Winter Athletes in a Meltdown
Fit To Live
Smugglers' Notch is usually a fluffy, frozen meringue of a mountain in winter, but on a Saturday morning in late January, it resembled a warm brownie sundae, with streaks of snow trickling like vanilla ice cream over chocolate-brown bare patches. The parking lot was a muddy mess, and a solitary skier muttered, "Is this ridiculous or what?" Behind the ticket counter, where business should have been booming, a boy in a brown Burton sweatshirt had fallen asleep with a schoolbook in his lap.
It was as if Chicken Little had scared everyone away. But the sky wasn't falling -- and that was precisely the problem. It hadn't dumped in days. Elsewhere, rivers were swollen, trails were slushy and rinks were rained out. Even though temperatures have since dropped, athletes and fitness buffs who rely on snow and ice have been grumbling about more than climate change lately.
"This weather is going to give me a coronary," says Rachael Miller, a Burlington snowkiting instructor whose business, Stormboarding, depends on storms of the snowy kind from December through April. "We need something that at least remotely resembles winter," she says.
Prior to the storm that just socked New York and Boston, but missed Vermont, it seemed that Jack Frost was vacationing out West. In Steamboat Springs, Colorado, snowpack was already at 135 percent of normal in January, leaving city officials scrambling for new places to put the snow. Utah's Alta ski area had 138 inches of snow on the ground. Stowe had 38.
Vermont's mean temperature for January was 26.2 degrees -- not exactly tropical, but way balmier than the average of 8.8 degrees in January 2004. While Punxsutawney Phil may have seen his shadow on February 2, predicting six more weeks of winter, maple syrup producers began tapping their trees six weeks early, thanks to some recent 60-degree days. And last month, Middlebury College students attempted to draw attention to global warming -- and its disastrous effects on the school's beloved broomball tradition -- with an event called "Get Outside Week: Celebrate Winter While It Lasts." Point well taken, as slush gave way to rain; winter seemed to have vanished.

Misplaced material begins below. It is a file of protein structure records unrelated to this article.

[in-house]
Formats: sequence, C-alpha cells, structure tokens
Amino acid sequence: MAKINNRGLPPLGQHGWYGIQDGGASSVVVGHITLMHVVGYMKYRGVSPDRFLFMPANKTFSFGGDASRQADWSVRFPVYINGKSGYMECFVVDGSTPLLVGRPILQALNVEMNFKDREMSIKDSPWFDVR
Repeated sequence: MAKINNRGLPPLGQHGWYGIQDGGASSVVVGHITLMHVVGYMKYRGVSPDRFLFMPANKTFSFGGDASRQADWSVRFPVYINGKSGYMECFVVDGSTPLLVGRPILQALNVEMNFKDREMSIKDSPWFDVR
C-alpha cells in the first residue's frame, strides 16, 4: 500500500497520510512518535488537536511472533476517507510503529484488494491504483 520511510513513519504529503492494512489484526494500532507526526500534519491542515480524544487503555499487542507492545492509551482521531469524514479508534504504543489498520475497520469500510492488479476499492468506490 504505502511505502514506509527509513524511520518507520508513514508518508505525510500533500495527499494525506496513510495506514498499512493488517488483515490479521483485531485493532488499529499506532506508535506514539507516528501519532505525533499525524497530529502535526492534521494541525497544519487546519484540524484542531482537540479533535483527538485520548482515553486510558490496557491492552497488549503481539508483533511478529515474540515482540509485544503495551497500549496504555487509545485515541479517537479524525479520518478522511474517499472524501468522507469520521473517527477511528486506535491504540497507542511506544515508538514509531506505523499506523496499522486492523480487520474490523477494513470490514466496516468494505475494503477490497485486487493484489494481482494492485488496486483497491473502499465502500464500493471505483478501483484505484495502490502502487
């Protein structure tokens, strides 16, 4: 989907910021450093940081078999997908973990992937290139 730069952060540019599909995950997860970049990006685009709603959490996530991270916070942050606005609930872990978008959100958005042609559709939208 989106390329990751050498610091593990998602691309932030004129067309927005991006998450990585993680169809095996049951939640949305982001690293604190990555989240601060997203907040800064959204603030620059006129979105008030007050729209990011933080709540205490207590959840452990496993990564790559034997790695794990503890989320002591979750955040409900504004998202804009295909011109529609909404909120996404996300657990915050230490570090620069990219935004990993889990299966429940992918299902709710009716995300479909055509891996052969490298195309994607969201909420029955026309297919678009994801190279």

Whether global warming or just a goofy weather pattern, "It's hard to ignore," says Bill Flack, a Hinesburg hockey player who's been forced to move his games indoors. "In the 20-plus years I've been here, I don't remember the warming patterns we've seen in recent years. It's both discouraging and frightening at the same time."
Ice anglers should be spooked, too, says John Hall, an information specialist for the Vermont Fish & Wildlife Department. "This is the wildest winter with the worst ice I've seen in 38 years," he says. "We're urging the utmost caution to anyone considering going out on the ice."
By early February, there was barely enough ice on Lake Champlain for a little bit of snowkiting fun. Miller has lost plenty of opportunities for lessons. "Just the thought of going out in this weird weather turns people off," she says. "I'm usually a pretty steady girl, but I've been having a lot of unsteady moments lately."
Catamount Outdoor Center in Williston has repeatedly closed its kilometers of groomed trails; unlike alpine areas that can usually make snow if the temperature dips below zero at night, nordic areas must bank on Mother Nature.Catamount greets visitors to its website with the message, "Hello, Desperate Winter Sports Fans!" under a strin of "closed" announcements.